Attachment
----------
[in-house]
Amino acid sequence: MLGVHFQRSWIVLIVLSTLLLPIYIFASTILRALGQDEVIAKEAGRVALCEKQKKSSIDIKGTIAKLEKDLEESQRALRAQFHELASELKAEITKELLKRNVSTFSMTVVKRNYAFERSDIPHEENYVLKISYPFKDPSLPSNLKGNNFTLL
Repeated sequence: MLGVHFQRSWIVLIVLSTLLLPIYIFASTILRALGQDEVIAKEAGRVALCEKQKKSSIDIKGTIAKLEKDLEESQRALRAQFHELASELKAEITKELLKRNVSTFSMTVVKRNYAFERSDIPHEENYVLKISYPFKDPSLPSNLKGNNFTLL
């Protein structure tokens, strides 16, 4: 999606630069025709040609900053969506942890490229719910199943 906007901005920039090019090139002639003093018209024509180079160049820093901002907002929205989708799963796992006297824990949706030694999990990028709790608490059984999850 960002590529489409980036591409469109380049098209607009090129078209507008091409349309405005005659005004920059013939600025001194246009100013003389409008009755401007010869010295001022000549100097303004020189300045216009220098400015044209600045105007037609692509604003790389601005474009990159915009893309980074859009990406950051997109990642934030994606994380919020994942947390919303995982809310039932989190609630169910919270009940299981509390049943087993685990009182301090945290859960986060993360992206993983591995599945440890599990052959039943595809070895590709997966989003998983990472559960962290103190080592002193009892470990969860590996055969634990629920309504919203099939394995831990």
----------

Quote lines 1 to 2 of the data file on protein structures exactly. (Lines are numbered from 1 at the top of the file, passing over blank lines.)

[in-house]
Amino acid sequence: MLGVHFQRSWIVLIVLSTLLLPIYIFASTILRALGQDEVIAKEAGRVALCEKQKKSSIDIKGTIAKLEKDLEESQRALRAQFHELASELKAEITKELLKRNVSTFSMTVVKRNYAFERSDIPHEENYVLKISYPFKDPSLPSNLKGNNFTLL